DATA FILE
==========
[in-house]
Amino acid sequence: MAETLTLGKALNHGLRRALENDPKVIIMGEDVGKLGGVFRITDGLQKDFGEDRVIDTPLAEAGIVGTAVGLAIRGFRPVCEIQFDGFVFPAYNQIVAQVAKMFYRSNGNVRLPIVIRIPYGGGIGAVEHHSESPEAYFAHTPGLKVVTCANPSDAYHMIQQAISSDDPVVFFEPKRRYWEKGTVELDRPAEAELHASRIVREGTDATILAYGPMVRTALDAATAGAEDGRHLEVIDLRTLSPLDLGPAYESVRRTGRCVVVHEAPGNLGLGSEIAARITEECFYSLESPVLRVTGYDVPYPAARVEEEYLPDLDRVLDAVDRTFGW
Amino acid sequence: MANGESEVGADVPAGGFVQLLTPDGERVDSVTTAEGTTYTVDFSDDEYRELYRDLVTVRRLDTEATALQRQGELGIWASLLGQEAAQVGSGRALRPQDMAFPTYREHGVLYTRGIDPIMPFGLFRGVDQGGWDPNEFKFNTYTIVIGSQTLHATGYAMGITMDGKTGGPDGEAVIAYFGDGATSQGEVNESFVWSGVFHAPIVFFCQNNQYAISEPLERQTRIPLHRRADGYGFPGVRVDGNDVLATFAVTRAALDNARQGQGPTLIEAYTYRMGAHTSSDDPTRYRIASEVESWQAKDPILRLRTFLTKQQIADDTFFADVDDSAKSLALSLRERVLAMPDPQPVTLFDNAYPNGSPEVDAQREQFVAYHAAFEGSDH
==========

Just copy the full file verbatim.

[in-house]
Amino acid sequence: MAETLTLGKALNHGLRRALENDPKVIIMGEDVGKLGGVFRITDGLQKDFGEDRVIDTPLAEAGIVGTAVGLAIRGFRPVCEIQFDGFVFPAYNQIVAQVAKMFYRSNGNVRLPIVIRIPYGGGIGAVEHHSESPEAYFAHTPGLKVVTCANPSDAYHMIQQAISSDDPVVFFEPKRRYWEKGTVELDRPAEAELHASRIVREGTDATILAYGPMVRTALDAATAGAEDGRHLEVIDLRTLSPLDLGPAYESVRRTGRCVVVHEAPGNLGLGSEIAARITEECFYSLESPVLRVTGYDVPYPAARVEEEYLPDLDRVLDAVDRTFGW
Amino acid sequence: MANGESEVGADVPAGGFVQLLTPDGERVDSVTTAEGTTYTVDFSDDEYRELYRDLVTVRRLDTEATALQRQGELGIWASLLGQEAAQVGSGRALRPQDMAFPTYREHGVLYTRGIDPIMPFGLFRGVDQGGWDPNEFKFNTYTIVIGSQTLHATGYAMGITMDGKTGGPDGEAVIAYFGDGATSQGEVNESFVWSGVFHAPIVFFCQNNQYAISEPLERQTRIPLHRRADGYGFPGVRVDGNDVLATFAVTRAALDNARQGQGPTLIEAYTYRMGAHTSSDDPTRYRIASEVESWQAKDPILRLRTFLTKQQIADDTFFADVDDSAKSLALSLRERVLAMPDPQPVTLFDNAYPNGSPEVDAQREQFVAYHAAFEGSDH